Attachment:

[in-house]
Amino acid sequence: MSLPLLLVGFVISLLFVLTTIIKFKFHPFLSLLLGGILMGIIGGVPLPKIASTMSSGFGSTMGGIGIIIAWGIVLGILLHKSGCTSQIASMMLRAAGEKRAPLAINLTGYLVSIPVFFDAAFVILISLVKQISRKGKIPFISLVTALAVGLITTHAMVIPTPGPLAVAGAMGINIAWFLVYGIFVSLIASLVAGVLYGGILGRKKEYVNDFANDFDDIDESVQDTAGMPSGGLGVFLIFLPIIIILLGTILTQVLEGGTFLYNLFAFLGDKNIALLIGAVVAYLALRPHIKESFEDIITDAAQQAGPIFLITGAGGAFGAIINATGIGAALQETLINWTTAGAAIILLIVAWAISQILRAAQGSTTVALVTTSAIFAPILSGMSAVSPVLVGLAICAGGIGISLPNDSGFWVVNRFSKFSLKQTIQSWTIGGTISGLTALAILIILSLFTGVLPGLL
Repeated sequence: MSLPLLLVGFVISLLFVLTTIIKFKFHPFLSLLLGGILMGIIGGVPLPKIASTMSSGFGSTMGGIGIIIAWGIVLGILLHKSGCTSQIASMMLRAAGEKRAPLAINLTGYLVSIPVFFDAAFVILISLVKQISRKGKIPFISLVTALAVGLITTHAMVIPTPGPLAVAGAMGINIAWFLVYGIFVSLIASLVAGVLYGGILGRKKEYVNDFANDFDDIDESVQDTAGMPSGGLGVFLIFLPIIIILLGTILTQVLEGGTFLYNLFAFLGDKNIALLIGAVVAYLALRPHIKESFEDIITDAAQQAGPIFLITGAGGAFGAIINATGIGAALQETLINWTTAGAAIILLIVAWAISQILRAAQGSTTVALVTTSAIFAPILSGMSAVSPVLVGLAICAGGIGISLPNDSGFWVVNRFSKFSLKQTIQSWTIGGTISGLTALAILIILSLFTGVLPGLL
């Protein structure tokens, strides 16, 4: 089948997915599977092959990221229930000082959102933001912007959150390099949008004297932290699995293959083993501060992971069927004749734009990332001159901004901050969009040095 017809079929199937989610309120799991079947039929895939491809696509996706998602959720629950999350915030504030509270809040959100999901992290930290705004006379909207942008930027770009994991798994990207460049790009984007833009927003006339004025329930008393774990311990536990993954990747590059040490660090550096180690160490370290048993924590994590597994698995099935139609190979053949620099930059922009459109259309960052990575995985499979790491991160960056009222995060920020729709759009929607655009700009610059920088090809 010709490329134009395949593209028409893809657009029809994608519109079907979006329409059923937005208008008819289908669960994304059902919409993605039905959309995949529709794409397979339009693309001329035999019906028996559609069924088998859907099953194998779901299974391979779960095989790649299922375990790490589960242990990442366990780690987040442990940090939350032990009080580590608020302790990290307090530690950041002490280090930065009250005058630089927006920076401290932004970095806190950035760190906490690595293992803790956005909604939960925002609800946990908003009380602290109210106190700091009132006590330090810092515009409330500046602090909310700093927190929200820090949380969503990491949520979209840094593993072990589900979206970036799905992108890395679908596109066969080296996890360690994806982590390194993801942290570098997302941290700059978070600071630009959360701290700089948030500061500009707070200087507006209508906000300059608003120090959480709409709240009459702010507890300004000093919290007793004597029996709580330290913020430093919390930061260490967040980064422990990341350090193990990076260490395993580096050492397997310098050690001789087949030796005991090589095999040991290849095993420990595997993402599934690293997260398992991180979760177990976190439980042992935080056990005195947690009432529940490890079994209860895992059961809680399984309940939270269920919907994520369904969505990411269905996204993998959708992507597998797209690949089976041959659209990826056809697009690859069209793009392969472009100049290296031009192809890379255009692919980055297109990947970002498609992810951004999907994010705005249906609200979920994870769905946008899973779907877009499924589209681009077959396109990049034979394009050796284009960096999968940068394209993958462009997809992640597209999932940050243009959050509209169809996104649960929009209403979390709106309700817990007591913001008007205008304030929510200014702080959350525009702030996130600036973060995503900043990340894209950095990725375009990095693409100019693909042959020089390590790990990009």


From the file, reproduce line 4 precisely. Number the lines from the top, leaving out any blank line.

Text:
């Protein structure tokens, strides 16, 4: 089948997915599977092959990221229930000082959102933001912007959150390099949008004297932290699995293959083993501060992971069927004749734009990332001159901004901050969009040095 017809079929199937989610309120799991079947039929895939491809696509996706998602959720629950999350915030504030509270809040959100999901992290930290705004006379909207942008930027770009994991798994990207460049790009984007833009927003006339004025329930008393774990311990536990993954990747590059040490660090550096180690160490370290048993924590994590597994698995099935139609190979053949620099930059922009459109259309960052990575995985499979790491991160960056009222995060920020729709759009929607655009700009610059920088090809 010709490329134009395949593209028409893809657009029809994608519109079907979006329409059923937005208008008819289908669960994304059902919409993605039905959309995949529709794409397979339009693309001329035999019906028996559609069924088998859907099953194998779901299974391979779960095989790649299922375990790490589960242990990442366990780690987040442990940090939350032990009080580590608020302790990290307090530690950041002490280090930065009250005058630089927006920076401290932004970095806190950035760190906490690595293992803790956005909604939960925002609800946990908003009380602290109210106190700091009132006590330090810092515009409330500046602090909310700093927190929200820090949380969503990491949520979209840094593993072990589900979206970036799905992108890395679908596109066969080296996890360690994806982590390194993801942290570098997302941290700059978070600071630009959360701290700089948030500061500009707070200087507006209508906000300059608003120090959480709409709240009459702010507890300004000093919290007793004597029996709580330290913020430093919390930061260490967040980064422990990341350090193990990076260490395993580096050492397997310098050690001789087949030796005991090589095999040991290849095993420990595997993402599934690293997260398992991180979760177990976190439980042992935080056990005195947690009432529940490890079994209860895992059961809680399984309940939270269920919907994520369904969505990411269905996204993998959708992507597998797209690949089976041959659209990826056809697009690859069209793009392969472009100049290296031009192809890379255009692919980055297109990947970002498609992810951004999907994010705005249906609200979920994870769905946008899973779907877009499924589209681009077959396109990049034979394009050796284009960096999968940068394209993958462009997809992640597209999932940050243009959050509209169809996104649960929009209403979390709106309700817990007591913001008007205008304030929510200014702080959350525009702030996130600036973060995503900043990340894209950095990725375009990095693409100019693909042959020089390590790990990009």